In ovo hyperglycemia causes congenital limb defects in chicken embryos via disruption of cell proliferation and apoptosis.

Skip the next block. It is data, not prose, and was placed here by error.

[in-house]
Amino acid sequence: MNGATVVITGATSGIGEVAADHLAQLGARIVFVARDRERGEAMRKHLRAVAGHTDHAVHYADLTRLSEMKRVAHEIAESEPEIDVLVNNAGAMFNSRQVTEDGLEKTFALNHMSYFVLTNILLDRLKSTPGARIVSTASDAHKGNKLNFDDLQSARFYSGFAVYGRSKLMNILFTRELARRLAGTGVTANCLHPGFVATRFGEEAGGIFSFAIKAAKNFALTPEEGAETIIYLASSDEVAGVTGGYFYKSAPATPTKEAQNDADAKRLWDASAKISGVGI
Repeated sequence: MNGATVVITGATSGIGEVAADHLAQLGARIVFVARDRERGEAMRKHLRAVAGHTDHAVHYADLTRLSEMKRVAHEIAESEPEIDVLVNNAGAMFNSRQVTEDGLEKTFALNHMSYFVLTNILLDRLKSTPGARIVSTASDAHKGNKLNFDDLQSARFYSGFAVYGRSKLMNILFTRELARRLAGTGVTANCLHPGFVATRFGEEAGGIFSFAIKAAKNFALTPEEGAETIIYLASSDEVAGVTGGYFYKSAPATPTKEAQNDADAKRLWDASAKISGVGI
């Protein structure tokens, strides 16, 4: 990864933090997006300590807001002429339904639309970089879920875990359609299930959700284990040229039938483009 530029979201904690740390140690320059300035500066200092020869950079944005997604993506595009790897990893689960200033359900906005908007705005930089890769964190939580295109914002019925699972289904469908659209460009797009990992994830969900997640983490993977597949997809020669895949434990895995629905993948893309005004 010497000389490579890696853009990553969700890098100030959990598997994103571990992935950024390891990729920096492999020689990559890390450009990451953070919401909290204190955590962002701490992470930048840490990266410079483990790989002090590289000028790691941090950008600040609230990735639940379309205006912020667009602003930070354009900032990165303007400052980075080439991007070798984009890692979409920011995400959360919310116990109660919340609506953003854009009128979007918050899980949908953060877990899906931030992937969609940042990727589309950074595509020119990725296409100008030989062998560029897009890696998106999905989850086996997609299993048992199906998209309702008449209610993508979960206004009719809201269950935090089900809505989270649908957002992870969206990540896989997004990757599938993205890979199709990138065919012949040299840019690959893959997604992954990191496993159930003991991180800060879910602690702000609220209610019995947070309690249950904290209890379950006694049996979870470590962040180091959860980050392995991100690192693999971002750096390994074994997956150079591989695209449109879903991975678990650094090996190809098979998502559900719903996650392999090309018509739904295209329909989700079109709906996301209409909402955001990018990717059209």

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While the correlation between diabetes during pregnancy and birth defects is well-established, how hyperglycemia causes developmental abnormalities remains unclear. In this study, we developed a novel "hyperglycemic" chicken embryonic model by administrating various doses of glucose to fertilized eggs at embryonic stages HH16 or HH24. When the embryos were collected at HH35, the LD50 was 1.57g/Kg under HH16 treatment and 0.93g/Kg under HH24 treatment, indicating that "hyperglycemic" environments can be lethal for the embryos. When exposed to a dose equal to or higher than 1g/Kg glucose at HH16 or HH24, more than 40% of the surviving chicken embryos displayed heart defects and/or limb defects. The limb defects were associated with proliferation defects of both the wing and leg buds indicated by reduced numbers of p-H3S10 labeled cells. These limb defects were also associated with ectopic apoptosis in the leg bud and expression changes of key apoptotic genes. Furthermore, glucose treatment induced decreased expression of genes involved in Shh-signaling, chondrogenesis, and digit patterning in the limb bud. In summary, our data demonstrated that a high-glucose environment induces congenital heart and limb defects associated with disrupted cell proliferation and apoptosis, possibly through depressed Shh-signaling.